Seven major European financial institutions today announced that they have signed a Memorandum of Understanding to explore together the development of a post-trade Blockchain infrastructure for SMEs in Europe.
The consortium includes BNP Paribas Securities Services, Caisse des Dépôts, Euroclear, Euronext (Paris:ENX) (Amsterdam:ENX) (Brussels:ENX), S2iEM and Société Générale, in collaboration with Paris EUROPLACE.
Open to other international partners, this pilot agreement aims to improve SMEs’ access to capital markets while facilitating secure and transparent post-trade operations. It is part of the development of a new regulatory environment in France that allows the issue and circulation of securities using Blockchain technology.
The partnership’s main objective is to combine its members’ financing capacity and expertise to promote innovation through a new, independent company whose mission will be to harness Blockchain technology in the design, development and deployment of innovative solutions for post-trade. By reducing transaction costs while maintaining a high level of security, the company would help SMEs raise funds more easily on capital markets. Blockchain technology has the potential to significantly enhance and streamline post-trade operations by facilitating securities registration for the European market and allowing fast execution of trades with clearing & settlement in real time at T+0.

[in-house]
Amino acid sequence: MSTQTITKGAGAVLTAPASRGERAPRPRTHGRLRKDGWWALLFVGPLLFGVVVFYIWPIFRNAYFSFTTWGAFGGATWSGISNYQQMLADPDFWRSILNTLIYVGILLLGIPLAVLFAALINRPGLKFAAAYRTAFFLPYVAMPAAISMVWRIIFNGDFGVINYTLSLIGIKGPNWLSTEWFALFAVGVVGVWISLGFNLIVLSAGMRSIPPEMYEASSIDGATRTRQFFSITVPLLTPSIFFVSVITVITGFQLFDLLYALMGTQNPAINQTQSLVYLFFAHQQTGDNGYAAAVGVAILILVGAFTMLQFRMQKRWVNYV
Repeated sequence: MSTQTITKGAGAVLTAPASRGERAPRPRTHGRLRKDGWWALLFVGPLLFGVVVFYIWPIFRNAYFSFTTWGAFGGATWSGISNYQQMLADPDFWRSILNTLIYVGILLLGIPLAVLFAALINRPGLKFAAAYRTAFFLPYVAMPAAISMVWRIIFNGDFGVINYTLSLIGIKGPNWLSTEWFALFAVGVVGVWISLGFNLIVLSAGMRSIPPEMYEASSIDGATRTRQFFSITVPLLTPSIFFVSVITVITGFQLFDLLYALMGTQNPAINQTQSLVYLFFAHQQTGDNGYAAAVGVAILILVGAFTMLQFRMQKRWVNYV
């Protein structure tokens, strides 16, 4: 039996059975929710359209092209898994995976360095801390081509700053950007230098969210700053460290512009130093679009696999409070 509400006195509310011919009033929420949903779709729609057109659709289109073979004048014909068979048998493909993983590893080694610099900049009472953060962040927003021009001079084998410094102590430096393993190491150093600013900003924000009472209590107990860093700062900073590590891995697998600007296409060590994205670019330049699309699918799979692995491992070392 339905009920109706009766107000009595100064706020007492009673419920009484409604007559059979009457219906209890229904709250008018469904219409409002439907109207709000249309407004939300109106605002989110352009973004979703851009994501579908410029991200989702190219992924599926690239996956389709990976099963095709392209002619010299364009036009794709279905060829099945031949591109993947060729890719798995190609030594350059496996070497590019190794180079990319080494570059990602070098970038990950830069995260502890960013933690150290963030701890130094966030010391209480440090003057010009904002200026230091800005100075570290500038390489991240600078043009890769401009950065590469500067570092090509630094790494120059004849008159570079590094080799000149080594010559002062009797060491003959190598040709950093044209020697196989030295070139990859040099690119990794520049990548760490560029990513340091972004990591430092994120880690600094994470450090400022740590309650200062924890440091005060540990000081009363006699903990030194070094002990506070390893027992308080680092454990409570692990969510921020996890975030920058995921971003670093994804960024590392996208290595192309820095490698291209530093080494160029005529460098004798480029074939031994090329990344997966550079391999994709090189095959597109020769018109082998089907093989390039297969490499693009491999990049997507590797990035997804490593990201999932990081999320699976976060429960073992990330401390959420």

The new partners issued a joint statement noting:
“We wanted to engage collaboratively in order to mount an innovative project with the potential to drive the transformation of the post-trade market. By pooling our strengths in this ground-breaking area, we are focusing on new solutions that will give small and mid-sized companies — key actors for growth in Europe – easier access to the financing they need. With this project, we are securing the means to seize opportunities that Blockchain distribution can offer: speed of execution, low cost and security.”
Blockchain technology is based on a virtual ledger that assembles data for shared distribution between many different users. To appear in the ledger, data must be organized in blocks, each bearing a digital signature verified by users. New blocks can only be added to the chain if they are approved by the majority of users, and if the new unit is in keeping with existing blocks. Once added to the chain, the block is linked to these validated, unalterable blocks. The resulting decentralised security mechanism makes Blockchain a pioneering technology that is widely used for data transmission.